Diamond War Memorial Project

Captain John Goold Adams

1st/2nd Battalion Leinster Regiment Regimental Number ----
Born: 1883-10-10 Died: 1915-05-05 Aged: 32 Enlisted: ------

Name inscribed on St Columb's Cathedral (Church of Ireland) Memorial to the men connected with that cathedral who died during the 1914-18 War, and listed on All Saints' Church (Church of Ireland), Clooney Parish, 1914-18 Roll of Honour. Name also recorded on Ypres (Menin Gate) Memorial, Ieper, West Vlaanderen, Belgium, and on the Diamond War Memorial.

Only son of the Venerable John Michael Goold-Adams, Archdeacon of Derry, and rector of Clonleigh, and Emma (nee McClintock). Brother of Dorothea Georgina Smyth (born May 21, 1881), Ardmore, Londonderry, and Margaret Alice Adams (born April 29, 1887).

Hill 60, where Captain Adams met his death, was a low eminence two and a half miles south east of Ypres, near Zillebeke, Belgium. It was of tactical importance in the Great War, as the summit gave the Germans good observation of the British movements. In April 1915, the British seized the top, but the Germans recovered it on May 5 and retained it until June 1917. Twice again it changed hands before being finally recovered in September 1918.

Though only about thirty-two years of age when killed, Captain Goold-Adams had seen much service. Selecting the army for his career in his youth, he duly passed through Sandhurst College, and received his commission in the 1st Leinsters. Subsequently he was accepted for duty in Nigeria, where he remained several years. In the autumn of 1913 he was married to Miss Irene Biddulph, second daughter of Mr and Mrs Assheton-Biddulph, Moneyguyneen, Kinnity, King's County. Some time afterwards he went to India on duty, returning home on the outbreak of hostilities to serve in his regiment at the Front. A couple of months before his death he was slightly wounded, but soon recovered in a hospital at Le Havre, and rejoined his regiment. Captain Goold-Adams was well-known in the city of Londonderry, where he spent his childhood.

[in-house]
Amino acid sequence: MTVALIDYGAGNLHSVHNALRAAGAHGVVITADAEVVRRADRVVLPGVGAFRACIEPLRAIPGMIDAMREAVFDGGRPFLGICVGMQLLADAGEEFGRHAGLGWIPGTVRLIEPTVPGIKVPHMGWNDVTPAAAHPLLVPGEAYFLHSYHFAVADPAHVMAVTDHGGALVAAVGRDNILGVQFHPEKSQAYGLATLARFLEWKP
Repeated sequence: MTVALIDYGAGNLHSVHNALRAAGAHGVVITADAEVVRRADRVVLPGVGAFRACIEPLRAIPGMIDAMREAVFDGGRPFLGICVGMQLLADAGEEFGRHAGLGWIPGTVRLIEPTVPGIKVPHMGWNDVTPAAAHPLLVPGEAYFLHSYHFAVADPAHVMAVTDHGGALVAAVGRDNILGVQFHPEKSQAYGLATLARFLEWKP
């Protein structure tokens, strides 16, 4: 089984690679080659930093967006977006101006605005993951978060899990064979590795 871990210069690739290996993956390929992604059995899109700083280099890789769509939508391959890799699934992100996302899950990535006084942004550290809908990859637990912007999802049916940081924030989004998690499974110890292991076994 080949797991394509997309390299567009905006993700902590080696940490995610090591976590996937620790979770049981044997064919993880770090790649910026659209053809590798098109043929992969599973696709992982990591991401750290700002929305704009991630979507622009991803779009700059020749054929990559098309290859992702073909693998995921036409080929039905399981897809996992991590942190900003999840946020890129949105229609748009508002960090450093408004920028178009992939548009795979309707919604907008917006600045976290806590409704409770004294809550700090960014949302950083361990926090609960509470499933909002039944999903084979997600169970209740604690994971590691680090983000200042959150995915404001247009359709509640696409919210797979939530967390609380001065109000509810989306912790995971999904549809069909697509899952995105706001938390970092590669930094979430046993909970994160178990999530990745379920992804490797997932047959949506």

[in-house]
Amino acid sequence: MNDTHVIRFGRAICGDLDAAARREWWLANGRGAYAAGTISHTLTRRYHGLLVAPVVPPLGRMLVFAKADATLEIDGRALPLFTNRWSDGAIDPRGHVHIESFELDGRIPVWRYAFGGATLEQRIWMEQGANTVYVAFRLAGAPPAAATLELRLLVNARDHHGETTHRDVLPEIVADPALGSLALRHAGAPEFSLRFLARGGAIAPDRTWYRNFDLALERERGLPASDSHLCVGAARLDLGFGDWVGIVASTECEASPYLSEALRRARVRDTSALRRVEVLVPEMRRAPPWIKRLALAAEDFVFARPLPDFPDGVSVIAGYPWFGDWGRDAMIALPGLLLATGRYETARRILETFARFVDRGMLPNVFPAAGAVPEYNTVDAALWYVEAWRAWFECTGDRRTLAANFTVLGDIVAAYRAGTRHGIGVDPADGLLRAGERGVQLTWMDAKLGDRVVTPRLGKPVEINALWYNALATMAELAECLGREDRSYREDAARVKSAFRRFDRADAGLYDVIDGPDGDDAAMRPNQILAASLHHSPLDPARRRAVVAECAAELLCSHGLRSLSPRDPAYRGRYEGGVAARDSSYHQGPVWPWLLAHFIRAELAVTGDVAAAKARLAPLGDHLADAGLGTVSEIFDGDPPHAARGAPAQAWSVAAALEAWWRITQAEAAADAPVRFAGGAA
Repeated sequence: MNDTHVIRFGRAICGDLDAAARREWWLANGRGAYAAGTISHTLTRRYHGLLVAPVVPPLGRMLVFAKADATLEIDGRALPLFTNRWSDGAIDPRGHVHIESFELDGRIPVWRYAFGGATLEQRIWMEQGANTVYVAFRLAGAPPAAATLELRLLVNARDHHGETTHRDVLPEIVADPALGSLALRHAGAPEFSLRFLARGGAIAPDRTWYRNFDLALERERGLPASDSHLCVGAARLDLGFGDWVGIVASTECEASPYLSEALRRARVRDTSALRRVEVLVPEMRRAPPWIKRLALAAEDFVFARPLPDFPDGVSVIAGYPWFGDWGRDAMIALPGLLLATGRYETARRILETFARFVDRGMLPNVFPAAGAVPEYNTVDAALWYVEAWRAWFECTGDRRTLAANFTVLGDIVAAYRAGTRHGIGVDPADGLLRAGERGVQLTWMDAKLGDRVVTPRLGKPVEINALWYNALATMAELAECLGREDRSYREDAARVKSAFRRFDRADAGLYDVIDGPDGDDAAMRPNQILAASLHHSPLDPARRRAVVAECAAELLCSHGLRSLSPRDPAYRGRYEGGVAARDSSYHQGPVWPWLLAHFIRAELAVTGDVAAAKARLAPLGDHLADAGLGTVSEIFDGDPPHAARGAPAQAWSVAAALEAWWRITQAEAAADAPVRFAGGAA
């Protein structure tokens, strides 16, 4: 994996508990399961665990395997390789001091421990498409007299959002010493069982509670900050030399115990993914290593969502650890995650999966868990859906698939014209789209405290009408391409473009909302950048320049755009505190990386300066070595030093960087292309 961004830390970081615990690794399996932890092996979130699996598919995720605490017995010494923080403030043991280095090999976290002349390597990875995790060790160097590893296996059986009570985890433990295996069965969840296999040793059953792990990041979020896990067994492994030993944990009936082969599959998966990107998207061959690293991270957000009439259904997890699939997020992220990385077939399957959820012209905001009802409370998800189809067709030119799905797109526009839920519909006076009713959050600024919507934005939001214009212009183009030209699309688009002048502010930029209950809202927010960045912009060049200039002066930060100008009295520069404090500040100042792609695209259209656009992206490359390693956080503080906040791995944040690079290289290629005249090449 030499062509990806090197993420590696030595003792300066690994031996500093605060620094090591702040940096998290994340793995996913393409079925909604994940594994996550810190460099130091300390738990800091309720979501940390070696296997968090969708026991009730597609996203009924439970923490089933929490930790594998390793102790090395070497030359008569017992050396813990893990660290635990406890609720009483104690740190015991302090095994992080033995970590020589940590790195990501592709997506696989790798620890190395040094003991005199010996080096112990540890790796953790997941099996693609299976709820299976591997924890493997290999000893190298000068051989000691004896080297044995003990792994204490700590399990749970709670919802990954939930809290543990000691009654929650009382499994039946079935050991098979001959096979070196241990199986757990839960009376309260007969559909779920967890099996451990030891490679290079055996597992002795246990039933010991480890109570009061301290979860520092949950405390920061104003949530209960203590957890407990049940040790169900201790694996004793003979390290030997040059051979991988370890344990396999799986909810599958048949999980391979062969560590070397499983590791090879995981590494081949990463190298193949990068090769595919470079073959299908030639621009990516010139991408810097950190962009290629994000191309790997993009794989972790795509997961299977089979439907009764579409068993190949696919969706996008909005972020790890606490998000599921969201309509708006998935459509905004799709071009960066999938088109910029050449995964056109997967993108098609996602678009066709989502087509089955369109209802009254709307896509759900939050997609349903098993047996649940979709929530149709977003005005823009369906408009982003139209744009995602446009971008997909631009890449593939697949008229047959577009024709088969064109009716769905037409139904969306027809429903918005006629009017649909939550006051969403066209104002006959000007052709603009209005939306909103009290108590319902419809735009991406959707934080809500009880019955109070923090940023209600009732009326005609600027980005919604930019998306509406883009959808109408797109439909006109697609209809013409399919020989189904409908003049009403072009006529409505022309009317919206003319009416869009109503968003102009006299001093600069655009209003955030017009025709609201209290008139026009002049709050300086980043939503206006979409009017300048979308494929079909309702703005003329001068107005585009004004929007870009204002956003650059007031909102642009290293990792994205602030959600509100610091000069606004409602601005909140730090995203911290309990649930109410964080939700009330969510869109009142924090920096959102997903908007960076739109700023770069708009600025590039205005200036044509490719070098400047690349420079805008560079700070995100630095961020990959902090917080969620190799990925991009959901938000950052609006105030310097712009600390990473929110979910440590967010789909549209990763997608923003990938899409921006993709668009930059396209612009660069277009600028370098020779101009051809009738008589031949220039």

At a meeting of the Derry and Raphoe Diocesan Council, held on Wednesday, May 26, 1915 ? the Venerable Archdeacon Goold-Adams presiding ? the Reverend Canon Warren proposed the following resolution in connection with the death of Captain Goold-Adams:- 'We, the members of the Derry and Raphoe Diocesan Council, desire to express our sincere sympathy to the Archdeacon of Derry and Reverend Canon R. G. S. King, and to the members of their families, in their recent sad bereavement caused by the death in war of Captain John Goold-Adams and Second Lieutenant King, and we request our secretary to convey our vote of condolence to them.'

Captain John Goold-Adams' father, John Michael Goold-Adams, was born in Kingston, the son of William Goold-Adams, a physician, and entered Trinity College, Dublin, on November 1, 1870, at the age of sixteen. He was ordained as deacon, on September 12, 1875, in the diocese of Kilmore. The following year he came as curate to the parish of Taughboyne, and from there went to St Columb's Cathedral, Londonderry, in 1878, where he remained curate for about three years before being appointed vicar of All Saints Church, Clooney, Londonderry, in 1881. There he stayed until 1914, when the parish of Clonleigh became vacant, and he was appointed its rector. In 1920 he resigned from this post, and in the following year he also retired from the Archdeaconry of Derry, to which he had succeeded Archdeacon Colquhoun in 1914. He died at Liverpool on July 17, 1922. During his lifetime the Reverend Goold-Adams also acted as chaplain to the workhouse and to the troops at Ebrington Barracks in Londonderry. He acted in a similar capacity to the Lord Lieutenant from 1901-1905, to Primate Alexander from 1906 till his death, and to Bishop Chadwick. He was one of the examining chaplains to the Bishop of Derry and Raphoe, Dr Peacocke, and was canon of St Columb's Cathedral, Londonderry, from 1893 till 1914. He married Emma McClintock, daughter of Robert McClintock of Dunmore, Co. Donegal, who predeceased him by about thirty years. His daughter, Dorothea, married a Mr Smyth, of Ardmore, and moved to Argentina. She was visiting her father when he passed away.